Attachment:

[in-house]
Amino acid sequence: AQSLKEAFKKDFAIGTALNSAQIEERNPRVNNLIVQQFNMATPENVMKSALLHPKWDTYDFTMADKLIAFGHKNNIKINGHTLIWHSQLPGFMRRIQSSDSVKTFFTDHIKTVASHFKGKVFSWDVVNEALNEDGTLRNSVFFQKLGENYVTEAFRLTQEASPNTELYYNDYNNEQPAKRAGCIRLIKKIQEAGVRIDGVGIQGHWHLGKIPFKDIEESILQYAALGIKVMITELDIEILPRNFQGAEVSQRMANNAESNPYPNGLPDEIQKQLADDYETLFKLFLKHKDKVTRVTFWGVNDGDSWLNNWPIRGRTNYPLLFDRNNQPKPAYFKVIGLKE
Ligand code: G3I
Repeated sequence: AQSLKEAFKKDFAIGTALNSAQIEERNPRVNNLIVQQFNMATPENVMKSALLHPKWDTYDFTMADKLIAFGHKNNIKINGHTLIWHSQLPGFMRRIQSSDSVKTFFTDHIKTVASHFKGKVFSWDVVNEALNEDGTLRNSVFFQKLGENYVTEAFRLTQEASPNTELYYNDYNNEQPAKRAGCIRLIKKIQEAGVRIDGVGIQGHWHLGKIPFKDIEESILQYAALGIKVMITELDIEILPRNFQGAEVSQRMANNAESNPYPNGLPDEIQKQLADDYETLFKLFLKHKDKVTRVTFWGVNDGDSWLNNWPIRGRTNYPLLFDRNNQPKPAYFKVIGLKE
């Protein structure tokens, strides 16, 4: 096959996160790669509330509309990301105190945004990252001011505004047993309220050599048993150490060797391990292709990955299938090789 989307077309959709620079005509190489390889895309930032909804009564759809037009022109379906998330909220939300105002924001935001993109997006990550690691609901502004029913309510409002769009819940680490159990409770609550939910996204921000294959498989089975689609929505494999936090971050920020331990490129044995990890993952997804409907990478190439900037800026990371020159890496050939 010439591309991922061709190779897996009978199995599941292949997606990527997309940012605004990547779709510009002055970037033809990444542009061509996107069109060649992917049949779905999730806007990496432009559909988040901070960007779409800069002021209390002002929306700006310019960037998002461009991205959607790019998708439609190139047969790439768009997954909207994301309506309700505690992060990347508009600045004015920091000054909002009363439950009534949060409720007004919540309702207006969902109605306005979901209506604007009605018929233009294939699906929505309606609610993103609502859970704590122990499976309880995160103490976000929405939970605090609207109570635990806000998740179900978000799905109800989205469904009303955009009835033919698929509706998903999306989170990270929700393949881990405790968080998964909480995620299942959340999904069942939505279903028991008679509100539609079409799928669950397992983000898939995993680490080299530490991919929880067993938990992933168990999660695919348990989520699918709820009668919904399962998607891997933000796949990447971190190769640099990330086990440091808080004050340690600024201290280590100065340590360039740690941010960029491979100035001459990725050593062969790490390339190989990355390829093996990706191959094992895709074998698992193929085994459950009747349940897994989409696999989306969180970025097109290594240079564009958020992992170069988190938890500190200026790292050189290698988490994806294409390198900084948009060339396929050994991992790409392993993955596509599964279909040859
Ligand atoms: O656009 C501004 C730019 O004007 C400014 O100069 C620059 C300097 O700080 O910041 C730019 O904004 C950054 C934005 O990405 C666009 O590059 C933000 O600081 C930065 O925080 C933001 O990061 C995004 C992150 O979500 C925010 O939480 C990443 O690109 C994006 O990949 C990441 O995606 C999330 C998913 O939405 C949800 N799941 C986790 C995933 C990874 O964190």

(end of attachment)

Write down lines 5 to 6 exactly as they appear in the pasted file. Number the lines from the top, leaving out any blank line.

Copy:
């Protein structure tokens, strides 16, 4: 096959996160790669509330509309990301105190945004990252001011505004047993309220050599048993150490060797391990292709990955299938090789 989307077309959709620079005509190489390889895309930032909804009564759809037009022109379906998330909220939300105002924001935001993109997006990550690691609901502004029913309510409002769009819940680490159990409770609550939910996204921000294959498989089975689609929505494999936090971050920020331990490129044995990890993952997804409907990478190439900037800026990371020159890496050939 010439591309991922061709190779897996009978199995599941292949997606990527997309940012605004990547779709510009002055970037033809990444542009061509996107069109060649992917049949779905999730806007990496432009559909988040901070960007779409800069002021209390002002929306700006310019960037998002461009991205959607790019998708439609190139047969790439768009997954909207994301309506309700505690992060990347508009600045004015920091000054909002009363439950009534949060409720007004919540309702207006969902109605306005979901209506604007009605018929233009294939699906929505309606609610993103609502859970704590122990499976309880995160103490976000929405939970605090609207109570635990806000998740179900978000799905109800989205469904009303955009009835033919698929509706998903999306989170990270929700393949881990405790968080998964909480995620299942959340999904069942939505279903028991008679509100539609079409799928669950397992983000898939995993680490080299530490991919929880067993938990992933168990999660695919348990989520699918709820009668919904399962998607891997933000796949990447971190190769640099990330086990440091808080004050340690600024201290280590100065340590360039740690941010960029491979100035001459990725050593062969790490390339190989990355390829093996990706191959094992895709074998698992193929085994459950009747349940897994989409696999989306969180970025097109290594240079564009958020992992170069988190938890500190200026790292050189290698988490994806294409390198900084948009060339396929050994991992790409392993993955596509599964279909040859
Ligand atoms: O656009 C501004 C730019 O004007 C400014 O100069 C620059 C300097 O700080 O910041 C730019 O904004 C950054 C934005 O990405 C666009 O590059 C933000 O600081 C930065 O925080 C933001 O990061 C995004 C992150 O979500 C925010 O939480 C990443 O690109 C994006 O990949 C990441 O995606 C999330 C998913 O939405 C949800 N799941 C986790 C995933 C990874 O964190």